These lessons are learned on the "Path of Desire." Against the Path of Desire stands the "Path of Renunciation." The Path of Desire leads the individual to gather pleasures from this life, while the Path of Renunciation leads the believer to turn his back on this life's passing pleasures and seek the divine. Because Hindus believe in reincarnation this spiritual journey involves not one human life but many. The individual soul on this journey moves from desire to renunciation by passing beyond self-centeredness, to a sense of wanting to serve the community (duty), and finally to a desire for the divine or spiritual:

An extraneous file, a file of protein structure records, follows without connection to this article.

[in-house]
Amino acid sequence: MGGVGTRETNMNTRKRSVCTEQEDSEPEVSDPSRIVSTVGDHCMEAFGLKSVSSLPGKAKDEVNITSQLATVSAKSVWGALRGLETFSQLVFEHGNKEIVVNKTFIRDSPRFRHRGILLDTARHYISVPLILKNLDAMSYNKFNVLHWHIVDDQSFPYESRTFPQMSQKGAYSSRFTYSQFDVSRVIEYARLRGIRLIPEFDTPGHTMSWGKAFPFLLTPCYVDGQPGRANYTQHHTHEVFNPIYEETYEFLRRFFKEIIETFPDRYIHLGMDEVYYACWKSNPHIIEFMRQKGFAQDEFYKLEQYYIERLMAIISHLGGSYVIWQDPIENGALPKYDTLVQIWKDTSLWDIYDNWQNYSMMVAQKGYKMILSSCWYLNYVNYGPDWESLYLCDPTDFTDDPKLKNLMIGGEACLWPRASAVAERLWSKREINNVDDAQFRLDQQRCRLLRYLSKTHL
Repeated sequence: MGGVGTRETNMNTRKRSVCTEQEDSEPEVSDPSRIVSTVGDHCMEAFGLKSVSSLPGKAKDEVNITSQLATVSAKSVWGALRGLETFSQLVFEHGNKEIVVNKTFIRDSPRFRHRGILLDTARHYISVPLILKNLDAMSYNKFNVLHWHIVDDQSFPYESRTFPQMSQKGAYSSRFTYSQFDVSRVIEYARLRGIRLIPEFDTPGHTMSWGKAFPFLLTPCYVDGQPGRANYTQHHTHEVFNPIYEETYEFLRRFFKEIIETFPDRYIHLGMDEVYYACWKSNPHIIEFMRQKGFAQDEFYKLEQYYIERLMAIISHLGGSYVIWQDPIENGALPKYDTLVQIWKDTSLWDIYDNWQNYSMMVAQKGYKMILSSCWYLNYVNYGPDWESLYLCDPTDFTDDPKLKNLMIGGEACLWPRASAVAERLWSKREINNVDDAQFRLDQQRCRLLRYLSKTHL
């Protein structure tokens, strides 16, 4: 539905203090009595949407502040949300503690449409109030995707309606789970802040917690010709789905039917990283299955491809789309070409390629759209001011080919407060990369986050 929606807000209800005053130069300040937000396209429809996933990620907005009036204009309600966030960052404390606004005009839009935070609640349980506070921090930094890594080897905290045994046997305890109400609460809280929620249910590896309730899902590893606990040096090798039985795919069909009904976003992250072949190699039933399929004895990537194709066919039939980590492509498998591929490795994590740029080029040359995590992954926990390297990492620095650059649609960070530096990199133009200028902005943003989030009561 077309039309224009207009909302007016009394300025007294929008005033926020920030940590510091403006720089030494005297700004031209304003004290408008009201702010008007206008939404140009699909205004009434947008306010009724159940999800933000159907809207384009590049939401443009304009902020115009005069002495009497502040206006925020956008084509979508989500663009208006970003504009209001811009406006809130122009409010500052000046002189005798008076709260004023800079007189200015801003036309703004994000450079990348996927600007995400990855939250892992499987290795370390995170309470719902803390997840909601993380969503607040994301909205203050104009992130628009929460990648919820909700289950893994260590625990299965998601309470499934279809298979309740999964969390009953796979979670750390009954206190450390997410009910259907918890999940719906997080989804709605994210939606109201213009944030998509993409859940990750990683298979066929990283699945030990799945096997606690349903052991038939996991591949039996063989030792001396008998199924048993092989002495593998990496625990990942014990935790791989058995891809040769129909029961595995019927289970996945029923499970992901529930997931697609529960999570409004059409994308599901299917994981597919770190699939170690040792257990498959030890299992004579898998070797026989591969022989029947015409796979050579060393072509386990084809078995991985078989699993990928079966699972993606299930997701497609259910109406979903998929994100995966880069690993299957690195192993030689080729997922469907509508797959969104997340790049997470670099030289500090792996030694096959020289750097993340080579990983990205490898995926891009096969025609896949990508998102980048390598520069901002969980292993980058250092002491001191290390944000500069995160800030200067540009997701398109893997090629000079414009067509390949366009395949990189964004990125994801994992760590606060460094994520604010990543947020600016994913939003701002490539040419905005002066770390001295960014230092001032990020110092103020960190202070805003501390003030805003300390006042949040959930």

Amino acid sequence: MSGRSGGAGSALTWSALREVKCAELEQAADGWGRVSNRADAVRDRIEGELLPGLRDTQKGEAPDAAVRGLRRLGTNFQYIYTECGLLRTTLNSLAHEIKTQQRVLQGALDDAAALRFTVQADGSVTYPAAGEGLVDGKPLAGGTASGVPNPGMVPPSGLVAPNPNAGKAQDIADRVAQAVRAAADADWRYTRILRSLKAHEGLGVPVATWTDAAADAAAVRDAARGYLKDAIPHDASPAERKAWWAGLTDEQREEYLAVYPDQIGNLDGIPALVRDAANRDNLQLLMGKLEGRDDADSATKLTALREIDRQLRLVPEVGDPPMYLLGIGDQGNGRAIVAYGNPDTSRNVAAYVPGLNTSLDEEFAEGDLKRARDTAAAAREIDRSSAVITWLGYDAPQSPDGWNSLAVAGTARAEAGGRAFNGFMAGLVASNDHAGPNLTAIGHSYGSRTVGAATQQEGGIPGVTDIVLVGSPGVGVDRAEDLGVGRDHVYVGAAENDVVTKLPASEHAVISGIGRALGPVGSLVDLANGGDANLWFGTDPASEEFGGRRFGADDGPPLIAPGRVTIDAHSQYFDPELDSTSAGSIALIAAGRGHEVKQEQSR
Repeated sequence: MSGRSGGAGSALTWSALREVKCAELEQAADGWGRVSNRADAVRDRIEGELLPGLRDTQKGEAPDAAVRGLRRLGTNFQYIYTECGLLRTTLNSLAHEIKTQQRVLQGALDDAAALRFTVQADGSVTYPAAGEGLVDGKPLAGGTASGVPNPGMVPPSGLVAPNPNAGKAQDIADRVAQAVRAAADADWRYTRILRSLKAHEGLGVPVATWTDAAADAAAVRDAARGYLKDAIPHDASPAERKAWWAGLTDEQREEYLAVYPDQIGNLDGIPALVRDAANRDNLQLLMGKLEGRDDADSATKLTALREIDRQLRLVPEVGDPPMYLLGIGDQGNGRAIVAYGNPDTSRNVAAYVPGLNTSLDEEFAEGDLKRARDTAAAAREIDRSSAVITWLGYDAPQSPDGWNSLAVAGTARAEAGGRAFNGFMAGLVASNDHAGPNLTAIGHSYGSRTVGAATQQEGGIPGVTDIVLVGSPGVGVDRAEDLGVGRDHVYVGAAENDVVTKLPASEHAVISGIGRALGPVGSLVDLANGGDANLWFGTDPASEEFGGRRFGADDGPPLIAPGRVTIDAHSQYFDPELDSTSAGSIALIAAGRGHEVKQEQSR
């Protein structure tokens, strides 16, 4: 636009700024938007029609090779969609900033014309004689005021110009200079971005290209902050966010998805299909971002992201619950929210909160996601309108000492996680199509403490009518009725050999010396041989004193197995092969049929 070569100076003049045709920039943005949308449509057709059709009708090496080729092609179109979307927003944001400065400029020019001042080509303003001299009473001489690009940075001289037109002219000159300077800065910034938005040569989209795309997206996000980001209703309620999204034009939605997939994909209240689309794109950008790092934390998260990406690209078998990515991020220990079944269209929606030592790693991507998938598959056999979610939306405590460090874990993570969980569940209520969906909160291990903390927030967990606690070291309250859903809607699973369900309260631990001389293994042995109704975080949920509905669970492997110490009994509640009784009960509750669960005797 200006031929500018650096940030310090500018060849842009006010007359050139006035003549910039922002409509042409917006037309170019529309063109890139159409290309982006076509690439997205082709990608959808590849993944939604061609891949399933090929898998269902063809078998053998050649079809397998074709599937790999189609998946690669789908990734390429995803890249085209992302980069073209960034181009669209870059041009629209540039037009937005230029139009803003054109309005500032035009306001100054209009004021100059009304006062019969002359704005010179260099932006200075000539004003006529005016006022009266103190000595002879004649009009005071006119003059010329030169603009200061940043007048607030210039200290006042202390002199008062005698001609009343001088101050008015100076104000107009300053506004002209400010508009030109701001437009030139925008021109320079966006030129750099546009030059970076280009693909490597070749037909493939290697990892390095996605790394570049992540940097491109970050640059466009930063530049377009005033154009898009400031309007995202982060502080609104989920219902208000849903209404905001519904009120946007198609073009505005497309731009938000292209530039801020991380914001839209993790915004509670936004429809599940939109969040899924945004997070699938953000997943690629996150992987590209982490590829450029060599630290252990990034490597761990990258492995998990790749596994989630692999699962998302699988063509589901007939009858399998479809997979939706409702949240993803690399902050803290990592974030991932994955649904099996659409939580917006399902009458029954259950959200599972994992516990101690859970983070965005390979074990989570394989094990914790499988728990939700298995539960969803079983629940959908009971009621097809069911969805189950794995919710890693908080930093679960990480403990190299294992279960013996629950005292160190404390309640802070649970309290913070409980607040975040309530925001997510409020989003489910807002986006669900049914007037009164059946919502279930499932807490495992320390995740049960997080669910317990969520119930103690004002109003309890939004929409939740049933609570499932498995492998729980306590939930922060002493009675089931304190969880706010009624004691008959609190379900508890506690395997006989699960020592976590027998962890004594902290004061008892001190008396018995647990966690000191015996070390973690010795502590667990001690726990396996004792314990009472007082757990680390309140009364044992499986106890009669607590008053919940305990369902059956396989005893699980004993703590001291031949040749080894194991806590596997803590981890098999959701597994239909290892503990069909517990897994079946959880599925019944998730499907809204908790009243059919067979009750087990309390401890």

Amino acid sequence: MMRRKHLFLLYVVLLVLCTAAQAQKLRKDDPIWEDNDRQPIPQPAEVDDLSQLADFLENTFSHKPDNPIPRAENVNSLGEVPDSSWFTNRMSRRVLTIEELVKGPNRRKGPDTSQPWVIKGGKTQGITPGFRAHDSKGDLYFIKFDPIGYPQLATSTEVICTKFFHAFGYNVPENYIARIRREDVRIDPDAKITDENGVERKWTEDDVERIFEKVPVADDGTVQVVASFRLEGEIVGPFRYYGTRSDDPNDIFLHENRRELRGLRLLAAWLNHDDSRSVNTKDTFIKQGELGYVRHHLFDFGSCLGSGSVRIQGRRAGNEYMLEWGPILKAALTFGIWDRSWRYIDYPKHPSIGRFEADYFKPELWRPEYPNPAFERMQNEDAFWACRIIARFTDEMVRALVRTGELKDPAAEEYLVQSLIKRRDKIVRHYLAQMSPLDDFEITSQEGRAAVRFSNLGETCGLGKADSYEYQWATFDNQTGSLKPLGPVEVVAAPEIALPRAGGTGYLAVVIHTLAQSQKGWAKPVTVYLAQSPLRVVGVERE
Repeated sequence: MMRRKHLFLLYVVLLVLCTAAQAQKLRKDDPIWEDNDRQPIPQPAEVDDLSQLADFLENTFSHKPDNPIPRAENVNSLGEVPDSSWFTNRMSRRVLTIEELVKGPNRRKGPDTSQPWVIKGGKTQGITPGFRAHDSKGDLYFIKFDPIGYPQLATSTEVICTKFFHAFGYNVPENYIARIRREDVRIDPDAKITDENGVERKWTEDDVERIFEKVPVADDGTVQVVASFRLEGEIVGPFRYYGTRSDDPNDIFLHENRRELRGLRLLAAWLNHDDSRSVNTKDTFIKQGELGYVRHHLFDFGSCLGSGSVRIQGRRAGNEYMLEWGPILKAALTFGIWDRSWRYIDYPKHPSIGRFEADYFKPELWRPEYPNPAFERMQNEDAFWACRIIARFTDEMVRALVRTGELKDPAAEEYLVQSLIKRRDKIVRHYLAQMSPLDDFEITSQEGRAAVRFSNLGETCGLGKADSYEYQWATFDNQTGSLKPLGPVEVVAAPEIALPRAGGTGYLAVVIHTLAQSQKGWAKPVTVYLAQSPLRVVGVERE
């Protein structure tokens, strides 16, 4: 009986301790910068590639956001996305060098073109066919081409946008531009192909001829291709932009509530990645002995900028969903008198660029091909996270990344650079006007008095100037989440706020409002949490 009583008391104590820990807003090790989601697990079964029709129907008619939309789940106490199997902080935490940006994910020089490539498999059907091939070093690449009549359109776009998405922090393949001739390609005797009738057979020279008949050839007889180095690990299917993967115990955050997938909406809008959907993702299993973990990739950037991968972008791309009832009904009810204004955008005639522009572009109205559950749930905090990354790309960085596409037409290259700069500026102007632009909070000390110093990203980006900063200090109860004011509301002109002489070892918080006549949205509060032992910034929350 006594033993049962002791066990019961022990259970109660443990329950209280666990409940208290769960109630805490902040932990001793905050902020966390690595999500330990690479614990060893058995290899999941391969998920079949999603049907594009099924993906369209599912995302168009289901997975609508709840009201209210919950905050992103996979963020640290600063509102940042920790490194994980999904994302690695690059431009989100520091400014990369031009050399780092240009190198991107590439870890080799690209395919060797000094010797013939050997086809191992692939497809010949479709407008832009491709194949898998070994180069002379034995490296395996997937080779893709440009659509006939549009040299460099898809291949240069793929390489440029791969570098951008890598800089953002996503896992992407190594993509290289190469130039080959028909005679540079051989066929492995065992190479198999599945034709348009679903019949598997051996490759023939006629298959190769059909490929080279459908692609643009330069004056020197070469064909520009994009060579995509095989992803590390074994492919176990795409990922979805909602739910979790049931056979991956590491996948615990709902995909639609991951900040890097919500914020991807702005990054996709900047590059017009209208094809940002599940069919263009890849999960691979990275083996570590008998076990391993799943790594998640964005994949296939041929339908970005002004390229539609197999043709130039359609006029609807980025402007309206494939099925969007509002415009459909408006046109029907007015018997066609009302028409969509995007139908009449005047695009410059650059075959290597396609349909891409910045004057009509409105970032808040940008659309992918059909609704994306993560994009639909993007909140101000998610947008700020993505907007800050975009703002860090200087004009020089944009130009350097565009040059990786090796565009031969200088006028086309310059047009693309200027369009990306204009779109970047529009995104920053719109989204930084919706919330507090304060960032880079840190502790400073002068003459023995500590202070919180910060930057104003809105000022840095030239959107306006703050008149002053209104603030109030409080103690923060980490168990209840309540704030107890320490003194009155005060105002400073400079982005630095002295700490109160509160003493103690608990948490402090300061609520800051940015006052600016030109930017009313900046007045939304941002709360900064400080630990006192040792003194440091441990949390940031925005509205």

What we really want is those things in infinite degree. The Hindus call this fourth, final and true want for which we programmed liberation (moksha)---liberation from everything that distances us from infinite being, infinite awareness, and infinite bliss. . . . This hidden center of every life, this hidden self or Atman, is no less than Brahman, the Godhead (Smith, Illustrated, 22).
There are four paths in Hinduism to the divine goal---knowledge, love, good works, and psychophysical exercises.
Hinduism believes that by nature and by individual spiritual development each individual is destined to be a member of a particular class or caste---the Brahmins or seers at the top of the hierarchy, then administrators or organizers, artisans